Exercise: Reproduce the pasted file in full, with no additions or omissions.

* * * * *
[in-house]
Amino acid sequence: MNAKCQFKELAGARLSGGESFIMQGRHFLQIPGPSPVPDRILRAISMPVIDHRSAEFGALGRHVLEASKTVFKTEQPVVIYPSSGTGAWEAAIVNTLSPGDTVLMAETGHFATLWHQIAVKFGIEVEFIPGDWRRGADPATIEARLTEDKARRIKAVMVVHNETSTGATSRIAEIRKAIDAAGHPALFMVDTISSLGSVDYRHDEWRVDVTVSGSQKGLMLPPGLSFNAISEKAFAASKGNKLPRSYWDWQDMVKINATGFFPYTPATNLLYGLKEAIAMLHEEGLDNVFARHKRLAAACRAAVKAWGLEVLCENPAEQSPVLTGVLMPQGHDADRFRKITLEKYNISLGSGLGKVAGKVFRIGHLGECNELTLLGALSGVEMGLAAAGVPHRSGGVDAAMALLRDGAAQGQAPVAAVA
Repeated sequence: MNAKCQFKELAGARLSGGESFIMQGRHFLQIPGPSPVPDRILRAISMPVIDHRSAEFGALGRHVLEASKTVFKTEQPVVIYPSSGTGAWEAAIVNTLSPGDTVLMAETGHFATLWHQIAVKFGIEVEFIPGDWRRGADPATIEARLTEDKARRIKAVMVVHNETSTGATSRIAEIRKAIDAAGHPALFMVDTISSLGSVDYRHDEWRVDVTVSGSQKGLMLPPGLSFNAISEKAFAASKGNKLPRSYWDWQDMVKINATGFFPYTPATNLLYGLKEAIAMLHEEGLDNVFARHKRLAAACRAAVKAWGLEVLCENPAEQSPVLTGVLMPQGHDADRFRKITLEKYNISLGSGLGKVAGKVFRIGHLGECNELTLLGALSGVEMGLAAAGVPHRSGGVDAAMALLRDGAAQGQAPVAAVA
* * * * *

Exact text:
[in-house]
Amino acid sequence: MNAKCQFKELAGARLSGGESFIMQGRHFLQIPGPSPVPDRILRAISMPVIDHRSAEFGALGRHVLEASKTVFKTEQPVVIYPSSGTGAWEAAIVNTLSPGDTVLMAETGHFATLWHQIAVKFGIEVEFIPGDWRRGADPATIEARLTEDKARRIKAVMVVHNETSTGATSRIAEIRKAIDAAGHPALFMVDTISSLGSVDYRHDEWRVDVTVSGSQKGLMLPPGLSFNAISEKAFAASKGNKLPRSYWDWQDMVKINATGFFPYTPATNLLYGLKEAIAMLHEEGLDNVFARHKRLAAACRAAVKAWGLEVLCENPAEQSPVLTGVLMPQGHDADRFRKITLEKYNISLGSGLGKVAGKVFRIGHLGECNELTLLGALSGVEMGLAAAGVPHRSGGVDAAMALLRDGAAQGQAPVAAVA
Repeated sequence: MNAKCQFKELAGARLSGGESFIMQGRHFLQIPGPSPVPDRILRAISMPVIDHRSAEFGALGRHVLEASKTVFKTEQPVVIYPSSGTGAWEAAIVNTLSPGDTVLMAETGHFATLWHQIAVKFGIEVEFIPGDWRRGADPATIEARLTEDKARRIKAVMVVHNETSTGATSRIAEIRKAIDAAGHPALFMVDTISSLGSVDYRHDEWRVDVTVSGSQKGLMLPPGLSFNAISEKAFAASKGNKLPRSYWDWQDMVKINATGFFPYTPATNLLYGLKEAIAMLHEEGLDNVFARHKRLAAACRAAVKAWGLEVLCENPAEQSPVLTGVLMPQGHDADRFRKITLEKYNISLGSGLGKVAGKVFRIGHLGECNELTLLGALSGVEMGLAAAGVPHRSGGVDAAMALLRDGAAQGQAPVAAVA